This is our truth, tell us yours
The occasional ‘these are jst my first thoughts’ warning hangs over this blog. Comments are welcome
Overnight I’ve re-tweeted a number of tweets about a man called Caleb Hannan. Caleb wants to be a journalist, and one day he may be, but right now he’s an unethical piece of work who unapologetically writes about an ‘investigation’ he has conducted that may have led to the suicide of his victim. Not subject, but victim.
A number of the people I’ve re-tweeted identify themselves as trans, and the victim of Caleb Hannan was herself trans. I haven’t re-tweeted the things I’ve re-tweeted because I am an ally of trans people, but because I agree with the tweets in question.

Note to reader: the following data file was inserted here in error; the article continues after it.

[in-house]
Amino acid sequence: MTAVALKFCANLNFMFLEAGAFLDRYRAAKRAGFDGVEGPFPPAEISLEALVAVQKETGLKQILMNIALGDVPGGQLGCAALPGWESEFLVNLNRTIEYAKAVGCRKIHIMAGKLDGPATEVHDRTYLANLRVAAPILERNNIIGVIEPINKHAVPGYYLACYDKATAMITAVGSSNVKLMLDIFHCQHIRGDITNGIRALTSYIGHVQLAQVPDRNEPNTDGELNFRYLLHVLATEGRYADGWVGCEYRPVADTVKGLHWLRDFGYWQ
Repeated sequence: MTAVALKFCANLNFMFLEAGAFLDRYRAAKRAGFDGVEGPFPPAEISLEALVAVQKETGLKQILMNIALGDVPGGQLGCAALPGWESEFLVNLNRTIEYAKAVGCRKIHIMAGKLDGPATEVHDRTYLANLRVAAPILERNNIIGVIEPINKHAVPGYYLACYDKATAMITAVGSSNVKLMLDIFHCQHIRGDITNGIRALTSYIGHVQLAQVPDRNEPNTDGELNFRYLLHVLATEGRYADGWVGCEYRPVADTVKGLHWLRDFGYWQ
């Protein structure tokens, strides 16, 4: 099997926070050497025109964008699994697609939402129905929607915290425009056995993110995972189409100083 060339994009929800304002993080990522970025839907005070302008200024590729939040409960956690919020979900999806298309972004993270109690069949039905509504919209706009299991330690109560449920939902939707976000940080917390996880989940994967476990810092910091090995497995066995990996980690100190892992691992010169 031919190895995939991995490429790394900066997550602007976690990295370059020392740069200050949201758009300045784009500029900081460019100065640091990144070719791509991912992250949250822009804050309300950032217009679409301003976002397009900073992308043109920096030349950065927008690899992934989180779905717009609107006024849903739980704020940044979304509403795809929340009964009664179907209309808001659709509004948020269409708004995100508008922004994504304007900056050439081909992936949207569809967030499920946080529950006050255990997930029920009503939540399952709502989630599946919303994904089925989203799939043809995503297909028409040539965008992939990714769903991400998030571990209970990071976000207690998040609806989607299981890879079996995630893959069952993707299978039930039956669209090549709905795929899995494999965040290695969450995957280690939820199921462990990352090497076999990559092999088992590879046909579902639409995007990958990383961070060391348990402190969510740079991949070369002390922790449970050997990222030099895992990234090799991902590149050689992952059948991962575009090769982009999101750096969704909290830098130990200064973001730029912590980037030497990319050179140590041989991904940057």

I have a real issue with anyone who calls themselves an ally of one group or another. Partly it’s an egotistical thing, and partly an historical thing.The egotistical thing is quite simple. I say what I say because it expresses who I am, not who I support. If I re-tweet someone, it’s not me saying ‘I support them’ – it’s me saying ‘They’re saying what I think, and got there first, or said it better than I could.’ No-one should mistake that for being an ally; there’s actually a classic example in Spiked Online this morning, where Brendan O’Neill proves the stopped clock theorem in fabulous style. (Hat tip to @bmagnanti for that link). I do not agree with Brendan O’Neill on most things, and I’d hate to be thought his ally, but on this one he’s bang on the money, just as a stopped clock will be right if you consult it at the right time.